Adobe InDesign CS4: How to Make a Template for a Publication
Back in the day a publication was laid out using a method called “paste-up”, utilizing hot wax and blue layout sheets. Now, most businesses use computers and layout software such as Adobe InDesign. This move forward has made publishing much more efficient and enables publishing companies to deliver several projects on a tight deadline. As we all know, there are several different formats and sizes for publications, ranging from a small glove box size booklet to a full broadsheet newspaper. Although most programs have built in presets for a variety of sizes, it is important to know how to create a template from scratch. In this hub, I will be going over how to set up a template for a publication in Adobe InDesign utilizing master pages, paragraph styles while focusing on a modular style half-tab layout.
The first thing that you must do before starting the project is to find out what your printer requires for margins and image size. I know that my document size, which is the paper size, will be 8.25 inches wide by 10.75 inches high and my image size will be 7.5 inches wide by 10 inches high. We will be putting a date line at the bottom of each page taking up .25 inch, so the final image size of a full-page advertisement is 7.75 inches wide by 9.75 inches high. Because we are working with modular layout, I have opted to have 4 columns created with a .1667-inch gutter. When you create a new document, your presets should look similar to this:
A dateline is normally where you would place the name of the publication, the publisher name and the page number. This would normally be placed at the bottom of the pages, which is standard, however some choose to place the dateline at the top of the page. It is very simple and quick to be able to create and place a dateline, and have your numbers automatically update as you add pages. You can also find this information as well as other useful tips in Adobe InDesign Tips and Tricks.
To create master pages, create a new document, go to “window” click to view “pages” and add it to the workspace. From the top triangle that pops out with more options: choose “new master”, and a screen will pop up that looks like the following:
Name your master a relevant name that fits your needs such as “left page” or “right page” and select “ok”. On the page on the pasteboard (which is your master page) add the information that you require on the pages that need the repeating information. From there, click the master page in your “pages” window and drag it onto the pages that require the master.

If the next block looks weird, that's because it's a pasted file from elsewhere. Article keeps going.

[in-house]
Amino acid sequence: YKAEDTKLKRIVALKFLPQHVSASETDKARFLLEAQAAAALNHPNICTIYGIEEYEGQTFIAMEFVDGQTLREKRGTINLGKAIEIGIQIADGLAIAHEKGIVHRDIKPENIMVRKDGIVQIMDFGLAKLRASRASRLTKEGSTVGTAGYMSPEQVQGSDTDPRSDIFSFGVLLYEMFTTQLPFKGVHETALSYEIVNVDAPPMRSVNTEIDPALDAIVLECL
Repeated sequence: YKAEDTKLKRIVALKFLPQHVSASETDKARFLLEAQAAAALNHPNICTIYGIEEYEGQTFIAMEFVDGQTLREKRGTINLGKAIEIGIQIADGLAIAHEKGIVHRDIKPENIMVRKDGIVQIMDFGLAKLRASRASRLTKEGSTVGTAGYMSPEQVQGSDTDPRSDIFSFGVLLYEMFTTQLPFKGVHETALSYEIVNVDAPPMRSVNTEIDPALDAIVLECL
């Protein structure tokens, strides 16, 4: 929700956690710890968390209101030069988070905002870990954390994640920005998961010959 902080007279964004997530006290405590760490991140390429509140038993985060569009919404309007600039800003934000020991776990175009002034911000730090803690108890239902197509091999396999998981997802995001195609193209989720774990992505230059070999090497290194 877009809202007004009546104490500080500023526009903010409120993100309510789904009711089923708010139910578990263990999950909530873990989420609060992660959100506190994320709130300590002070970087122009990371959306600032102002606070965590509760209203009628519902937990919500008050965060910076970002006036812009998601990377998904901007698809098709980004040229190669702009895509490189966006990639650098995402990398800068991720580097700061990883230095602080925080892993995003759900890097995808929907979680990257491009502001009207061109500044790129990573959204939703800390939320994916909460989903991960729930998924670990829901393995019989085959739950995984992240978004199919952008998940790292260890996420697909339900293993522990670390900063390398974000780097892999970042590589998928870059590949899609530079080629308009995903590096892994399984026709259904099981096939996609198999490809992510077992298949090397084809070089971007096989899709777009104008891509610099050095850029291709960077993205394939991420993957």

To set up automatic page numbering for your document, select the master page that you want to put the automatic page numbers on in from your “pages” fly out. Select the page number that you want to replace, or insert the curser where you want the automatic page number to be placed.
Go to “type” -> “Insert special character” -> “Auto Page Number”. This will place the letter you named your master on your master in the place of the page number, which will appear as the correct page numbers in your document. If you have a master for both left pages and right pages, you will need to apply the auto page number option to both masters.
Now, each time that you add a page, delete a page or move a page, the page numbers will stay consistent with your changes. If you have a cover that will be going on page 1, just don’t drag a master page over page 1, and you will not have the dateline show up on the cover page. When you do have a cover page, you primarily want to start the next page as page 2, not page 1. To do this, go to “layout” -> “numbering and section options”. You will be presented with a screen similar to this:
Select “Start page numbering at:” and type “2” because you want the program to start numbering on page 2, beginning with the label page 2.
Another way to make publication layout easier is to have consistency in fonts and headlines. Primarily each publication will stay consistent with a format, and it is helpful to have these as presets so that when you open the document, it will be set up for you each time.
Since you already have your document set up with your master pages and datelines, you can build your paragraph styles within this template. Make a text box anywhere on the document and insert some placeholder text. You can do this by going to “type” -> “insert placeholder text”. This will give you something to format and create your styles.
Select a piece of your body copy and go to your “paragraph style” flyout in your workspace. Select at the bottom of the flyout, to create a new paragraph style.
You will notice because you selected the text that you formatted, your Style Settings are already filled out for you. Name your “style name” something relevant such as headline, body copy etc. and continue as needed for your headlines, captions and sub headlines.
When you delete your text box with your placeholder text, your paragraph styles will stay intact. You can then easily select all of your body copy in the publication, click your paragraph style preset, and you can easily change all of your copy to match your selected preset in seconds.
Knowing how to build your own template is important, and opens up several opportunities for design projects and publications. It is important that you do not rely on only the templates supplied by the program, and make sure to check with your printer on their needs before you move forward. Design programs have enabled publishers to be able to produce larger amounts of projects in less time, even under tight deadlines. If you learn the capabilities of your design software, you can be even more efficient without sacrificing quality.
©Copyright 2012 by DAPPLE DESIGNS (MELISSA MILLER)
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